If educators are right, tomorrow’s candidates could be a whole lot more sophisticated in a whole lot of subjects. Colleges are giving AI, the metaverse, networking and personal branding a lot more attention as they strive to keep up with the needs of both businesses and the workers who make them run.
According to The Wall Street Journal, there’s growing recognition that students need to immerse themselves in a variety of new subjects if they’re going to be ready for the changing job market’s skills and dynamics.
For example, the Journal said, big tech companies are spending a lot of money to develop products and services for the metaverse. That, in turn, could open up new job opportunities for graduating students, and those new jobs will have new requirements.
That means some areas will evolve to keep up with the times. Studies of artificial intelligence, for example, will add courses on its ethical application, the Journal said. Engineers will need to decide how much risk can be built into machines, an especially fraught notion for applications involved with medical care.
Texas A&M and more than a dozen other schools are using grant money from Google to develop classes examining just such scenarios, the Journal said.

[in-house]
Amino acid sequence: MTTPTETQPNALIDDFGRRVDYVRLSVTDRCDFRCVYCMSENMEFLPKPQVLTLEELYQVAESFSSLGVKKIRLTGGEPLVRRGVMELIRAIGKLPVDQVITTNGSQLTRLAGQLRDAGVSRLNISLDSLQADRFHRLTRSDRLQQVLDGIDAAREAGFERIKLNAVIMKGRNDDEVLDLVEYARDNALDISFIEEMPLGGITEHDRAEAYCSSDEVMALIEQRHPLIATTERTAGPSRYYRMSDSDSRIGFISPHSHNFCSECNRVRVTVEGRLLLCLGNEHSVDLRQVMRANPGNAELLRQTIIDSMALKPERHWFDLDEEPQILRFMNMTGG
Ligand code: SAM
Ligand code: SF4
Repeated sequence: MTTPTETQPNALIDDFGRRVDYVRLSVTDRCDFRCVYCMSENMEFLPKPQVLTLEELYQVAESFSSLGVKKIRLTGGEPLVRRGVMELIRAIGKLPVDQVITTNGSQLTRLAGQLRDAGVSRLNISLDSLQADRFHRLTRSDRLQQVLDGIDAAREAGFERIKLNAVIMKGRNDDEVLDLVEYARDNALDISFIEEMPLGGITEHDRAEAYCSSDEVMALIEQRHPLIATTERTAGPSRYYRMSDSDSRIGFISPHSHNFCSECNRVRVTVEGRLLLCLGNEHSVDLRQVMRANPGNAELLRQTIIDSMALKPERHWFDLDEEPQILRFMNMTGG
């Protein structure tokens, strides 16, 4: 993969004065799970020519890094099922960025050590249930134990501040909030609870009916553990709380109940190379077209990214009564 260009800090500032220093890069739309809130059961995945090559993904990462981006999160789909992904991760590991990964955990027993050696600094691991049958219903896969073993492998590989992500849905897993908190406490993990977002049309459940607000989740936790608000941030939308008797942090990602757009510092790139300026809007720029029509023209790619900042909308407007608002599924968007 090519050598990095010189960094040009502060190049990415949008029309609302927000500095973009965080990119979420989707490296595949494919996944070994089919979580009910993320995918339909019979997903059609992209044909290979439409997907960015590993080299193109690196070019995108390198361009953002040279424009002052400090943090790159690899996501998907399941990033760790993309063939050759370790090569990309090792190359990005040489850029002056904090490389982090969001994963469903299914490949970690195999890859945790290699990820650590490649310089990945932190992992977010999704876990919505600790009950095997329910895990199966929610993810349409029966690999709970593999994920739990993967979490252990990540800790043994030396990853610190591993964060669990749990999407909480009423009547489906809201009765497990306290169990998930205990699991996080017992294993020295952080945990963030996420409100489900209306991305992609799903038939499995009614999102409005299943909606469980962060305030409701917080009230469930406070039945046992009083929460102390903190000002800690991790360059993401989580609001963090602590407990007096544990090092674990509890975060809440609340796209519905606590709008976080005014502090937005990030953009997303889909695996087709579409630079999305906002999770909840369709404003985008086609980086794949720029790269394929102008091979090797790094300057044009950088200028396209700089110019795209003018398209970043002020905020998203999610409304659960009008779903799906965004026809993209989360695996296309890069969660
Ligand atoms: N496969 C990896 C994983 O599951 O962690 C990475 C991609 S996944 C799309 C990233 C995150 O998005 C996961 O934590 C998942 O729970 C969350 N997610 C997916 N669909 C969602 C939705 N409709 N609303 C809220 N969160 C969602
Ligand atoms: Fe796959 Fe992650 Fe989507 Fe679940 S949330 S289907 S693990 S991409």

The Digital Approach
In the metaverse – or, we should say for the metaverse – colleges are instructing students to take fresh looks at areas such as pricing and cost of production. For instance, a digital New York City penthouse with views of Central Park isn’t nearly as exclusive as the real thing. You can only build one apartment, after all, but the digital property can be copied, and sold, any number of times. That means the penthouse in the metaverse is less exclusive than the one in Manhattan.
Networking is another area getting attention. Because of the pandemic, students operating from home missed out on learning the social skills that are important to finding and winning a job, and then progressing along a career path. Courses will spend more time on networking and professional ethics, the Journal said. At some schools, courses on basics like creating a resume or a LinkedIn profile will be included in the syllabus.
For students especially, it may be a relatively short leap from networking to the idea of becoming an influencer. That’s not necessarily a bad thing. In 2023, marketers will spend more than $4 billion on influencer campaigns, the Journal said, up from more than $3 billion last year. Colleges are responding by offering courses on media influence and personal branding.
All of this is good news for employers – and recruiters – who bemoan the way many universities don’t keep up with their needs. At the least, these efforts show, the schools are trying.
By Mark Feffer
Mark Feffer is executive editor of RecruitingDaily and the HCM Technology Report. He’s written for TechTarget, HR Magazine, SHRM, Dice Insights, TLNT.com and TalentCulture, as well as Dow Jones, Bloomberg and Staffing Industry Analysts. He likes schnauzers, sailing and Kentucky-distilled beverages.
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